Decision on host of 2016-17 final four coming Friday
JHU submitted bid after games moved out of N.C.
Johns Hopkins officials will find out Friday whether Homewood Field will host the NCAA Division I women’s lacrosse championships on Memorial Day weekend.
Homewood Field is one of five venues being considered for the women’s final four after NCAA officials announced last month that they would move all their 2016-17 championships out of North Carolina because of the state’s controversial transgender law.
The women’s lacrosse championships were to be played in North Carolina for the first time, at WakeMed Soccer Park in Cary from May 26 to 28. Six other championship events, including three in Division I, will also be relocated.
The new venues for all seven sports will be announced Friday, said Mary Berdo, NCAA Division I associate director of championships and alliances.
She said there were five bids for the women’s lacrosse championships but declined to name them all. However, Berdo said, one possibility is combining with the men’s final four at Gillette Stadium in Foxborough, Mass. The men’s championships in all three divisions are also scheduled for Memorial Day weekend.
Officials from Stony Brook, which will host the 2018 championships, announced that it had also bid. The university on Long Island hosted the final four in 2011 and 2012.
Johns Hopkins coach Janine Tucker said she’s excited for Friday’s announcement. The Blue Jays have hosted twice before, in 1999 and 2001, and have three bids in for future women’s championships.
“It would be magical to have the women’s lacrosse championship here at Hopkins,” Tucker said, “and for us to be able to help our sport out of a jam with respect to having the championship moved at such a late date. Hopkins is great at hosting events, and we have such a great, historic venue.”
Tucker said the thought of Hopkins hosting crossed her mind immediately upon hearing the championships would be relocated.
“When I approached my AD and my administrators, they were already talking about it,” Tucker said. “We’re all in if we’re able to have this opportunity, and we would do everything to make it just an incredible event for our sport and for the women’s teams.”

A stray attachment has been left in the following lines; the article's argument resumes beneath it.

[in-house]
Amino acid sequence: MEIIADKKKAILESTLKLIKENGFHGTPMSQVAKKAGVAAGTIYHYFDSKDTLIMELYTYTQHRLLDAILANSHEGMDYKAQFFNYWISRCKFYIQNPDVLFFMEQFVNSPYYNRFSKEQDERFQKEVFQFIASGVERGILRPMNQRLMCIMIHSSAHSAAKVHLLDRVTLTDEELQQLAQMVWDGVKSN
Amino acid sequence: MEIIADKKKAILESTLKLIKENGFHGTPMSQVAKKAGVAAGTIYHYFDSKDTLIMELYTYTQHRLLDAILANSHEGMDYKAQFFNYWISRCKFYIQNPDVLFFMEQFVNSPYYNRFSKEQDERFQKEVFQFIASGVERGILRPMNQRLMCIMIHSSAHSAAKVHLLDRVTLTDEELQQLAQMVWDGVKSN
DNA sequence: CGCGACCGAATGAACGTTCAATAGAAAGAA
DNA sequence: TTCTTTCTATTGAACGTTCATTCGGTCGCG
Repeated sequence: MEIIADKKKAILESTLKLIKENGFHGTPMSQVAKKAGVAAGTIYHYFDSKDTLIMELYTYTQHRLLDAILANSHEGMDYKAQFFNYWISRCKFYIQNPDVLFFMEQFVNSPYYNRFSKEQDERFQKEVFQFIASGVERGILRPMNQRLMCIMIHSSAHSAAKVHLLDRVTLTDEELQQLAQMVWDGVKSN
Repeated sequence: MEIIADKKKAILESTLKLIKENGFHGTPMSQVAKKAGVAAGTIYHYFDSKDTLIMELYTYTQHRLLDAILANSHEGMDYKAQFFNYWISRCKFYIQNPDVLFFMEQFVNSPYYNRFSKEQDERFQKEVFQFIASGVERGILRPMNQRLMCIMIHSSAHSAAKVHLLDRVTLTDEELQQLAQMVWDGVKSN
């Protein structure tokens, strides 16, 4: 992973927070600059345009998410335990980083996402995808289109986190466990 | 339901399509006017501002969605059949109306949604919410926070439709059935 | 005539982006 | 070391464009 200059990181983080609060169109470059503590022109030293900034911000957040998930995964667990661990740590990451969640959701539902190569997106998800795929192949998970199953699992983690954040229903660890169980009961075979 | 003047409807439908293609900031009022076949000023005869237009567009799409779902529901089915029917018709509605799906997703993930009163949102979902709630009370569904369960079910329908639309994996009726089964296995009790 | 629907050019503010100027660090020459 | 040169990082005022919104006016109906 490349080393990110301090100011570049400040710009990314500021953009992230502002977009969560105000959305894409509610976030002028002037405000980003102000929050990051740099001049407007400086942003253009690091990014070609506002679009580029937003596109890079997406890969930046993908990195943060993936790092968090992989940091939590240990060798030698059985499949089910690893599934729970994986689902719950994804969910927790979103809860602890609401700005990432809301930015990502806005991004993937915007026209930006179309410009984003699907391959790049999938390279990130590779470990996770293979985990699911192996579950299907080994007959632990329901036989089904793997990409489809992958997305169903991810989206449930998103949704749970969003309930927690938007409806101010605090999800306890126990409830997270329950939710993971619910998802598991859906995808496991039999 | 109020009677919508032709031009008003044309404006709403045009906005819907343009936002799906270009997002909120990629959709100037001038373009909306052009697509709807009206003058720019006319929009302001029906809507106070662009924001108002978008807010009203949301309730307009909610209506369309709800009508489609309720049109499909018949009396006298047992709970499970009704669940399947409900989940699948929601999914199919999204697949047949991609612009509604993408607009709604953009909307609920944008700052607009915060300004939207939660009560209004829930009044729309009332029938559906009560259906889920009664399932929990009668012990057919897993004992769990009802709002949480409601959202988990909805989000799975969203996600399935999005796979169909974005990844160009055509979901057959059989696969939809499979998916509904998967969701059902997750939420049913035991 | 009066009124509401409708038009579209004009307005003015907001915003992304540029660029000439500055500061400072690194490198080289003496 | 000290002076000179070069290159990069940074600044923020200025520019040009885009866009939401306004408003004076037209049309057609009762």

The NCAA announced Sept. 12 that it would move its 2016-17 championship events out of North Carolina because officials believed the state’s laws do not protect the LGBT community, including not allowing transgender individuals to use the gender restroom they identify with, creating a potentially unsafe situation.
“Fairness is about more than the opportunity to participate in college sports, or even compete for championships,” NCAA president Mark Emmert said when announcing the decision. “We believe in providing a safe and respectful environment at our events and are committed to providing the best experience possible for college athletes, fans and everyone taking part in our championships.”
When the NCAA reopened the bidding process for new venues, the deadline was Sept. 27.
The time frame from preparing a bid to host an NCAA championship is usually two to four years, Berdo said, but for women’s lacrosse, it’s now eight months.
She said the time squeeze has been a challenge but is certainly not insurmountable.
“You’re just sort of in a condensed timeline … but at the end of the day, I really don’t envision anything being shortened or slighted to any extent with women’s lacrosse,” Berdo said. “I think, too, if institutions did bid, they are interested and they know what they’re up against, so this is no surprise to anybody.”
The final decision on the venue lies with the Division I women’s lacrosse committee headed by Janna Blais, also deputy director of athletics and senior women’s administrator at Northwestern.
Although officials at some venues, such as Johns Hopkins, were eager to bid for the championships, Blais said her committee cast a wide net in suggesting additional locations to Berdo and the NCAA.
“I would say our lacrosse championship is in really good shape right now, because we do have seven or eight months to pull this together,” Blais said. “That’s a really short period of time but everyone is really dedicated to the same result. … Women’s soccer is also in this mix and when they name their site, they’ll have 90 days to get it done. It’s just a much more focused effort, and we’re very confident we’ll be able to deliver an outstanding championship even in this short time frame.”
If Johns Hopkins were to host the women’s championships, it would be the 14th time for a Maryland school. The final four has been played at every Division I program in the state except Mount St. Mary’s. Towson has hosted four times in the past nine years.
Boston University has hosted twice. Otherwise, the championships have only been held in Maryland, Pennsylvania, New Jersey or New York since the NCAA tournaments began in 1982.
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